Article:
Nana Benz du Togo
A phenomenon straight out of Togo, Nana Benz is a five-member group: Kasanku, Lady Apoc, Parus, Toto and Izealedu. They take their name from the “nana benz”, the businesswomen of Lomé’s market who like to drive Mercedes. Born of an almost chance encounter during a music workshop, the group has succeeded in creating a new sound thanks to a powerful artistic cohesion. The result is AGO, an album infused with voodoo culture, a deeply ecological tradition linked to nature. The group’s soulful electro is accompanied by homemade percussion made from pipes and suitcases, giving rise to organic sonorities that diffuse their almost esoteric sounds. The album was partly produced and written by Peter Solo, member of Vaudou Game, and a big name in Togolese music. A vibrant album well worth the detour.
After the crazy Yagana EP, the band Pigeon vanished into thin air. But the group disappeared, only to reappear this June with the Backslider EP. The project features spaghetti western visuals to accompany the Afro-disco of these five endlessly inspired artists. The five-piece band, led by Guinean singer Falle Nioke, explores new musical avenues, integrating jazz and no-wave with disco rock. Mandinka, English and French, there’s no stopping the group, and the EP still exudes the DIY ambience typical of this jam session band. Let Pigeon’s hypnotic keyboards and groovy guitars project you into their world.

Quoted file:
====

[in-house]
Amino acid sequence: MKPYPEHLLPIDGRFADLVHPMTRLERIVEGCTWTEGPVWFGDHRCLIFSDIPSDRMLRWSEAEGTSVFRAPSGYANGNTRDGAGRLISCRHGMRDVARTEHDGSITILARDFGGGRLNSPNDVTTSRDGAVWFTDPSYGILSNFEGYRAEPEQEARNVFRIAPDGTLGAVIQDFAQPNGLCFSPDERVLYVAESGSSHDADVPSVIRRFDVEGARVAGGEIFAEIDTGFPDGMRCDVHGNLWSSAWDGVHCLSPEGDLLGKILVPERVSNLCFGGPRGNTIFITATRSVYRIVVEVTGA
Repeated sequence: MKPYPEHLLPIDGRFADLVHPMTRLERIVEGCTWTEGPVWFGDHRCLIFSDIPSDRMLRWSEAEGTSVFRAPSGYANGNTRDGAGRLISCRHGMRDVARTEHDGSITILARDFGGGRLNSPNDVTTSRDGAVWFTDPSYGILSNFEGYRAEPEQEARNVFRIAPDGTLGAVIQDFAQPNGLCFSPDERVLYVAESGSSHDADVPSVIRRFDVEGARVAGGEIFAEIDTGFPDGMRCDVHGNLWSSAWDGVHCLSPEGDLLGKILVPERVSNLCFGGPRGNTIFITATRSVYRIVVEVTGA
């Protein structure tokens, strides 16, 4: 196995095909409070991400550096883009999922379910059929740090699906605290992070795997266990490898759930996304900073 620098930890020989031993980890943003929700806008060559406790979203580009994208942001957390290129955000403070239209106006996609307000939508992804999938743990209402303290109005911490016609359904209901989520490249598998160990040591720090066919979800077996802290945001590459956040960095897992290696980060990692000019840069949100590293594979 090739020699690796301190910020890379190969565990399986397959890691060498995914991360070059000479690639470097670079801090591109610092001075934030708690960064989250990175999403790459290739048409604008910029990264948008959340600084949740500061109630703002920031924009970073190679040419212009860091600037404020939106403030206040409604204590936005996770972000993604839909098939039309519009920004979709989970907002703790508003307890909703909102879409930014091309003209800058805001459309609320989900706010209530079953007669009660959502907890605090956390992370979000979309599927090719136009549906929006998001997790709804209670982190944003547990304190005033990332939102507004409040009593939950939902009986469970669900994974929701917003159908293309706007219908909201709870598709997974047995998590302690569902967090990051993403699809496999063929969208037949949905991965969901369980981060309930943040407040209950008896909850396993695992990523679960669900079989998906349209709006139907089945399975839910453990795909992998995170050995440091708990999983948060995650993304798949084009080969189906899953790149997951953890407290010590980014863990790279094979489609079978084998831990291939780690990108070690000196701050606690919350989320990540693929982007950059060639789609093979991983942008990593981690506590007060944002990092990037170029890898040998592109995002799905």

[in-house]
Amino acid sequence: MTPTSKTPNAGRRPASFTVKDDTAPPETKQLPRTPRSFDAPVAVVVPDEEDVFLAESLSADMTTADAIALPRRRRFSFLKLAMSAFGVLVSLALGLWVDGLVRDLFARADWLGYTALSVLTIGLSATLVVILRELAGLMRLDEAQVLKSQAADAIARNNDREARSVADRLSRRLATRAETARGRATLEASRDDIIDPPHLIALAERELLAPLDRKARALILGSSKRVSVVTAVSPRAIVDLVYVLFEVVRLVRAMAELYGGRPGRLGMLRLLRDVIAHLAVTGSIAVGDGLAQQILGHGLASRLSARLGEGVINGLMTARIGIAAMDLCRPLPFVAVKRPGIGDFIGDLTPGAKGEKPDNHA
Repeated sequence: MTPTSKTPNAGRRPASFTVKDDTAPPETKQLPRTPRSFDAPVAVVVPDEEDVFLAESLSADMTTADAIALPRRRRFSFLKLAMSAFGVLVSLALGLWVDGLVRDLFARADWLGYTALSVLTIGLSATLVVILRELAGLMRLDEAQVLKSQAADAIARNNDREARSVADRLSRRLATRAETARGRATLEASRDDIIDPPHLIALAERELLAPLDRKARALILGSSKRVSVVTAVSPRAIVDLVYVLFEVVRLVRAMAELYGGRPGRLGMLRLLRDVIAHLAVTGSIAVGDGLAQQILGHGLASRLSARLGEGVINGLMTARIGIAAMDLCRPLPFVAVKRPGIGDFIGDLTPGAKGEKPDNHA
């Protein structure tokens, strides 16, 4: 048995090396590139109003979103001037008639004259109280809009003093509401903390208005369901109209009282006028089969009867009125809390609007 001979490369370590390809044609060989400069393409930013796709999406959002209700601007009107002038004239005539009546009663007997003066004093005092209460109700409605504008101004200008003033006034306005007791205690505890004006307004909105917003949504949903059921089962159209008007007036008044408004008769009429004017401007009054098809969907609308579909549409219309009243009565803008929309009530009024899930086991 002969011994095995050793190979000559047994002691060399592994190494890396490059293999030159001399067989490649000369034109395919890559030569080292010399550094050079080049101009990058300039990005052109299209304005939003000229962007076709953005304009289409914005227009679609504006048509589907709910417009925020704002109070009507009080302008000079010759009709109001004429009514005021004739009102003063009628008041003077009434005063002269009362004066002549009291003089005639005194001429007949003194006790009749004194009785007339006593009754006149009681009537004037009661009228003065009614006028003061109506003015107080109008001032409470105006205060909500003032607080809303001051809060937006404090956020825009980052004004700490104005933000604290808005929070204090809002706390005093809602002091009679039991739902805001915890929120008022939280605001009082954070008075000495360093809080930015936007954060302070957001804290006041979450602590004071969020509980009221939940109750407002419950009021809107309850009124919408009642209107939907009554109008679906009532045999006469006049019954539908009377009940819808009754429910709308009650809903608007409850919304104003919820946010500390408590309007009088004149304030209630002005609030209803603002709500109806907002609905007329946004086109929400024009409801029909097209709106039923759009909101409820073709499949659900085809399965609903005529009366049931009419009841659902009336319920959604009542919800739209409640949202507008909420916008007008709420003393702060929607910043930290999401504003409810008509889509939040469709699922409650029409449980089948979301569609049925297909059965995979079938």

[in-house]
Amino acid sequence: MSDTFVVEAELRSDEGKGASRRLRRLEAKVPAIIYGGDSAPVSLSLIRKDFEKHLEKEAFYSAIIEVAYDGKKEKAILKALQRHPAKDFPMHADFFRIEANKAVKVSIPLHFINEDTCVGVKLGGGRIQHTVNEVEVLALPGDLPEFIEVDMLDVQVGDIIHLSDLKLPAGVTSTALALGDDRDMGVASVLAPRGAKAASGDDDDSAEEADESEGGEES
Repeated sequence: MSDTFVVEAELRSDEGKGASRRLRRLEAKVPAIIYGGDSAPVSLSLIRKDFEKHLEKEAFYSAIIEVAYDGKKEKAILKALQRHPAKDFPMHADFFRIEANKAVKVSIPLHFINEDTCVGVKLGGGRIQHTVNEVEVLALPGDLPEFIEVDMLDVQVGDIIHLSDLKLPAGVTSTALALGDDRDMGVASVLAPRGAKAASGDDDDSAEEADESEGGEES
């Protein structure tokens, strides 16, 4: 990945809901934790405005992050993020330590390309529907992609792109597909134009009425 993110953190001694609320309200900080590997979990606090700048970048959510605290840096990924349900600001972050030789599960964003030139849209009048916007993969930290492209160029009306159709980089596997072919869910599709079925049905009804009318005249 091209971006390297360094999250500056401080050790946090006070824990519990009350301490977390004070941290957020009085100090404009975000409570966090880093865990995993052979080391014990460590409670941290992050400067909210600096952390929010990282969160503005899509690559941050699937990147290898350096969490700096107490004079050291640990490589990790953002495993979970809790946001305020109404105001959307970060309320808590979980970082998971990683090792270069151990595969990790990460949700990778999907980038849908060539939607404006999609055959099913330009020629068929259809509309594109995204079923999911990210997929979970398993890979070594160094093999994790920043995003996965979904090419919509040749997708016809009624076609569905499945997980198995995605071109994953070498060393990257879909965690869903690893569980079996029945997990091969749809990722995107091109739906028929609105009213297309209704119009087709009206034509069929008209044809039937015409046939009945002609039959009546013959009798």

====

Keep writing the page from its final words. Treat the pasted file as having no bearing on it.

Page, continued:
Ghanaian artist Amaarae is back with her second album, Fountain Baby. An album driven by Amaarae’s angelic, lascivious voice, which has enabled her to shine locally despite the dominance of Afrobeats and Drill in Ghana. Foutain Baby is a sumptuous mix of alté, R&B and pop, which doesn’t hesitate to veer towards baile funk, dream pop, or even rock with the tumultuous “Sex, Violence, Suicide”. Let your soul soar to the rhythms of the koto (flat Japanese harp), the dundun (Mandingo percussion) or the kora on this futuristic Afropop album. A nebulous album in tune with a youth seeking alternative forms of expression.
MUGOGO! Album 2
FlexFab & Ziller Bas
Make way for modernity with MUGOGO! 2, the follow-up to MUGOGO released in 2022. The dynamic duo of FlexFab and Ziller Bas deliver an album rich in energy and sharp drops. Everything from modern African club music to electronic beats and rap. The Swiss beatmaker and Kenyan rapper serve up an explosive cocktail of club music sprinkled with infectious bass and glitch-core. Ziller Bas gives a fine demonstration of Kenyan bass music with his deep vocals and meticulous rhythms. But the album also welcomes guests to add a new musical dimension, as on “Matso”, where Teddinho adds a baile funk touch to the duo.